Just in time for tomorrow's launch of baseball season, here's a disco song written about Pete Rose back in his playing days, when he was known for his aggressive baserunning and tendency to slide headfirst into bases, rather than his aggressive betting and tendency to stay out of the Hall of Fame. This will cure baseball fever, disco fever, and spring fever. If you're suffering from March Madness, you'll need to get an old-school Kurtis Blow injection.
Pamela Neal and Mark Glabman wrote "Charlie Hustle" at the request of Glabman's father, a Cincinatti resident and Reds fan of the late 1970s. Neal primarily performed in Vegas, but she was known in the music industry, having co-written "Hot Love" for Charo's sought-after OLE OLE.
This picture disc is a frequent seller on eBay and in online record stores, likely due to the flip-side picture of Neal taking batting practice in hot pants, sutiable for Dad's underwear drawer. I can thank Antiques Roadshow appraiser Gary Sohmers for my copy. Gary pops up at record shows when he's in town, and he also dabbles in standup comedy, appearing at The Comedy Studio in Cambridge, Mass.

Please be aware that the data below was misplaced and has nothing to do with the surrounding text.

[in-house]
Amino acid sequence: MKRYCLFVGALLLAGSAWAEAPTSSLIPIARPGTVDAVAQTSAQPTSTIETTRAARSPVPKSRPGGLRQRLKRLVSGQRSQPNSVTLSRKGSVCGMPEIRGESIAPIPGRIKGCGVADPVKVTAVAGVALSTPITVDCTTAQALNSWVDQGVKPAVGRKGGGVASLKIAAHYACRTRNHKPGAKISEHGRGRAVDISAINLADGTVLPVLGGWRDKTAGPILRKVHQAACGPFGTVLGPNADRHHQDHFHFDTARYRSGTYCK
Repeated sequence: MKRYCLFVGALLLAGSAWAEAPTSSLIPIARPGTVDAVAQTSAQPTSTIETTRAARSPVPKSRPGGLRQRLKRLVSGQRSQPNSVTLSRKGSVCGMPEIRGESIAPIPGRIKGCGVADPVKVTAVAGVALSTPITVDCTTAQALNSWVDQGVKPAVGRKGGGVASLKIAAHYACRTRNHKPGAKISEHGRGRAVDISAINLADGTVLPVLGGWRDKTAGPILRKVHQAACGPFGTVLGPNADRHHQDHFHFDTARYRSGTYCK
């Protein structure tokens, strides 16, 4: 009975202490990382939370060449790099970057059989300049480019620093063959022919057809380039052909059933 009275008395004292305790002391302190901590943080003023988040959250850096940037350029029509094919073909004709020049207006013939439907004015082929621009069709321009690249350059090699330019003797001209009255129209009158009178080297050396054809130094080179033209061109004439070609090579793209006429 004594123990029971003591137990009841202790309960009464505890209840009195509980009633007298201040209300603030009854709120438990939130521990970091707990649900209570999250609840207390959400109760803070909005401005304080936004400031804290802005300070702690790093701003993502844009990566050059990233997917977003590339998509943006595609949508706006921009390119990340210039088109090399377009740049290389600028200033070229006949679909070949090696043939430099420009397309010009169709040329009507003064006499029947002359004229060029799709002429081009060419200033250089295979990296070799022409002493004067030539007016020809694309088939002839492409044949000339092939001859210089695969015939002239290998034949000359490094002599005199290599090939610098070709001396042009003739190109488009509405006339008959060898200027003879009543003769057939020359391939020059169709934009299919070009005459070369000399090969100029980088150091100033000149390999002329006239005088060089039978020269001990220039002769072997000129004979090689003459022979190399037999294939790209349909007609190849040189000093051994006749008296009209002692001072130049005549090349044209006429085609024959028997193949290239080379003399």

Although labeled as disco, "Charlie Hustle" anticipates the coming of Blondie, with a thumping bass riff and discordant guitar layered over synthesizers, sounding more like a product of CBGBs than the orchestral disco of the East Coast. There's no mistaking Neal's breathy singing for Deborah Harry, but her repetition of "Pete Rose" will get to you in the same way that Claudine Longet does.
"Magic Again" also walks the line between disco and New Wave, although the lyrics are pure dance music. It's got some funk, but it's most notable for having more cowbell than Blue Oyster Cult's "Don't Fear the Reaper."